I admit I was highly skeptical of the worth of NamUs at first (see my first blog entry about it, from over four years ago). But I quickly warmed up to it and it has become an incredibly valuable resource for my updates, not to mention for all the other people out there looking for missing persons. It is, to my knowledge, the only online missing persons database larger than my own (in terms of number of cases). Probably there are more cases on Charley that have NamUs as one of the sources than otherwise. And it has contributed to identifying many, many people who would have otherwise rested in potters’ fields, their families wondering about them, forever.
However, I am not a huge all-out fan of NamUs like some people are. I have actually gotten hate-mail before because I criticized NamUs. One person accused me of being out for my own glory and being no better than those so-called psychics who exploit the families of MPs and take money for their “predictions,” which left me a bit flabbergasted. I replied explaining I had changed my mind since I wrote the critical entry, and included several quotes from my blog where I praised NamUs; the emailer never answered. Another person suggested I dissolve the entire Charley Project and put it all onto NamUs and just just contribute to NamUs henceforth instead of running my own site. Uh, no.
NamUs is great but there’s room for improvement. I think their database is rather clunky and not as user-friendly as it could be. I don’t expect anyone there to listen to me, but it’s my blog, darn it, so I’m going to spout off and tell them what I wish they would change. This is related to the MP casefiles only, since I never look at the UID ones:
1. Put dates of birth back in public view. They used to be visible (albeit in a not-very-obvious place), but NamUs started hiding them years ago and I don’t know why. I see no reason why DOBs shouldn’t be publicly available; they are on most sites.
2. Make the content more uniform. Many cases are written in a very businesslike, impersonal sort of manner; others leave much to be desired in the way of spelling, grammar and tone. It’s sometimes difficult with stuff like tattoos as well — I find myself uncertain if the tattoo is of a thing or a word meaning that particular thing. Standardization would help a great deal.
3. When you notify subscibers of updates in the casefiles, refer to the MP by name as well as by case number. It humanizes the MP.
4. In your update emails, include also the cases that have been added, not just the ones that have been updated and the MPs that have been located.
5. Also, in said update emails, if a case is removed from public viewing for some reason but the person hasn’t actually been found, say that.
6. Include a separate listing for cases were partial remains have been located. It’s very annoying for me to be halfway through writing up a new case only to discover that the MP’s skull has been found and only the rest of the body is missing. In that case, forget about finding them alive and forget about listing them on Charley and most other missing persons sites.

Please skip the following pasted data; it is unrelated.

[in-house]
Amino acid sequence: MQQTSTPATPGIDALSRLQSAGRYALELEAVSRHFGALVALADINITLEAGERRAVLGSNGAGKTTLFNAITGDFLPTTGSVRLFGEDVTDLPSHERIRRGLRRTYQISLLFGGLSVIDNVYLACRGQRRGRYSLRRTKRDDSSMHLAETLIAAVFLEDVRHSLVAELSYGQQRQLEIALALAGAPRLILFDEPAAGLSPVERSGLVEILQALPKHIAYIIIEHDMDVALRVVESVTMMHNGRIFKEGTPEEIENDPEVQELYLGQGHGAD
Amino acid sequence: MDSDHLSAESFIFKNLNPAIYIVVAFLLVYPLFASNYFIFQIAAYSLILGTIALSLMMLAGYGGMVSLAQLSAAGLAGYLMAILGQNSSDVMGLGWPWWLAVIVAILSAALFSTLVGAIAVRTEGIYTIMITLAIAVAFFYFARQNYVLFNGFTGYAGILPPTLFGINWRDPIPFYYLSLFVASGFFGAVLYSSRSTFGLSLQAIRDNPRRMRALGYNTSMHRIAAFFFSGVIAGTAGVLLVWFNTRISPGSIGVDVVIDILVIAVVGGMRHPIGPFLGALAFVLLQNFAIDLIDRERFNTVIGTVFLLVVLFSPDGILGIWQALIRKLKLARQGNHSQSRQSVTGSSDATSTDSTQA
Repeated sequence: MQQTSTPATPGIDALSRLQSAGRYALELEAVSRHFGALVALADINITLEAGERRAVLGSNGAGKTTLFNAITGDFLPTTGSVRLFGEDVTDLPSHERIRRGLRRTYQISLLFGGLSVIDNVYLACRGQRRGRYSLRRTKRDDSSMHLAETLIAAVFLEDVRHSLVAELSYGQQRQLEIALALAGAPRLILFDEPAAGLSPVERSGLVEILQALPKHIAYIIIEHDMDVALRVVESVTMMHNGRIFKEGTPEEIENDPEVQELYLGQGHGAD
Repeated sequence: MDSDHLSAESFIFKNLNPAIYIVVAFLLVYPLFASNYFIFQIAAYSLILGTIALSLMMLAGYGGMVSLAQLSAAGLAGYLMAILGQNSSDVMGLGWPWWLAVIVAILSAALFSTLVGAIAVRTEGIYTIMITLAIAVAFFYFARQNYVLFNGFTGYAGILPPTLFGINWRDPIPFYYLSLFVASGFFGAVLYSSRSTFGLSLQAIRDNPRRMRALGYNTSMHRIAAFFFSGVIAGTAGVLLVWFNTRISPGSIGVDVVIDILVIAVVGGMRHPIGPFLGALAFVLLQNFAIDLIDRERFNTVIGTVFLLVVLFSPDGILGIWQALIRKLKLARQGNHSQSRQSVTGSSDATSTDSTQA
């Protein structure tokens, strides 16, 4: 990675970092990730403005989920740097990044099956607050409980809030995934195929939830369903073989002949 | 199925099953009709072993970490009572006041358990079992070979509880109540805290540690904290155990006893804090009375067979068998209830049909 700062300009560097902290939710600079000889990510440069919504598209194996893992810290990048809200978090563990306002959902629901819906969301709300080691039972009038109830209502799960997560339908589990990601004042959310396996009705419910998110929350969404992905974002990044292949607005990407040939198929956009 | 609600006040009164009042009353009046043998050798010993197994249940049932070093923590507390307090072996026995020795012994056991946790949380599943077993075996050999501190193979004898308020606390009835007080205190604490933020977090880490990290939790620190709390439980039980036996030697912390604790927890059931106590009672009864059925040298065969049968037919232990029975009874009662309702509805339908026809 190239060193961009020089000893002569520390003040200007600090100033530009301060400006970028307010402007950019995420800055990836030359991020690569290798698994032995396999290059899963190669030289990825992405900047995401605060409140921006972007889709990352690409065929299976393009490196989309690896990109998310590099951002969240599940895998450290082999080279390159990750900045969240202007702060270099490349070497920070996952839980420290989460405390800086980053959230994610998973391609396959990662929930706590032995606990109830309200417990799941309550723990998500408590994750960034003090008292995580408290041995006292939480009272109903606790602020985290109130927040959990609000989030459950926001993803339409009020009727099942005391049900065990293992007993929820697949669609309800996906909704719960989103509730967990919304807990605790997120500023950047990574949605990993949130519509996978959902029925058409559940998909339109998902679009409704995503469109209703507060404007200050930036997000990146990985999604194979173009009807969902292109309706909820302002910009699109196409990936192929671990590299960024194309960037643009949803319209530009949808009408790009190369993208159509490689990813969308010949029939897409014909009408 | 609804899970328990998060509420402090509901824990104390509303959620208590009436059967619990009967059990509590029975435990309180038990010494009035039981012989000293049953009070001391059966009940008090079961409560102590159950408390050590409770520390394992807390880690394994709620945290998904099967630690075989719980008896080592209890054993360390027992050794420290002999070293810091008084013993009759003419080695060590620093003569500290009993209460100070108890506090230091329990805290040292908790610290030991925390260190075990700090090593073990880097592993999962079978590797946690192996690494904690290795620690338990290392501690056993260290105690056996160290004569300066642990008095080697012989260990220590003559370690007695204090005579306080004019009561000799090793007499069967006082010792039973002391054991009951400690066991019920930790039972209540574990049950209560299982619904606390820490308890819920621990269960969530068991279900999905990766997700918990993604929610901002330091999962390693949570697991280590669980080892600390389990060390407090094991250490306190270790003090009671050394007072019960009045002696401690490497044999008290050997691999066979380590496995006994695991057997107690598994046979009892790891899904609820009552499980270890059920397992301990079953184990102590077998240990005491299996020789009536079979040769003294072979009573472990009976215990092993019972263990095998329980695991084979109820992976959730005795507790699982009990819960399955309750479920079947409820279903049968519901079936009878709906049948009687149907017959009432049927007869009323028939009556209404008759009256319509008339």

7. Some information on NamUs is only available for viewing by people who can prove they are law enforcement. (Such as DOBs, apparently; see above.) Which is fine. But in that case LE should have their own updates subscription thingy. A lot of times I get an update notice saying “photo added” or whatever, and I go there only to discover that the photo isn’t visible to me cause I’m only a member of the public and not LE. (I’m assuming most of those photos are stuff like fingerprint cards or X-ray images and not actual snapshots of the MP.) Meanwhile, information that isn’t supposed to be available for public viewing, and isn’t visible when you look at a NamUs casefile (like medical conditions), is visible in NamUs update emails because they always say what they changed. Like Drugs of abuse changed from “” to “marijuana, methamphetamine.” I think that kind of defeats the purpose of not letting the general public know about certain sensitive information.
8. When notices go out that an MP is located, it would be helpful to say just when they were found, and if they were alive or dead. Like, the other day NamUs said a guy got found and I listed him as resolved. He was a severely disabled man who required constant supervision, and I think it more than likely that he was found deceased, but I couldn’t find any articles about him so I simply don’t know.
9. Instead of saying a person is 60 inches tall or whatever, say they’re five feet tall. Or at least give both forms of measurement. I know I’m not the only person who occasionally miscalculates trying to convert the height from inches to feet and change. Including metric measurements might also be helpful, but I’m an American so I don’t take much notice of that.
Another pet peeve of mine that isn’t really NamUs’s fault so much as the people who add cases: I guess they’re trying to make sure they don’t miss any possible UID matches, but so many cases include a range of three inches in height and a range of anywhere from 10 to as much as 30 pounds in weight, which frustrates me. I get my height and weight checked every time I got to the doctor. Last time, which was in mid-March (a sinus infection), I was exactly 128.2 pounds, and 5’6.8 inches tall in shoes. So guys, if I ever disappear, I am five feet six inches tall, not 5’5 – 5’7, and 130 pounds, not 125 – 130 pounds or 120 – 140 pounds. In case you haven’t noticed, I don’t even deal with weight ranges of less than ten pounds, and just settle on one or the other because I figure it makes no practical difference. But that’s just me.
*waits for the NamUs-defending haterz to start sending me hysterical emails again*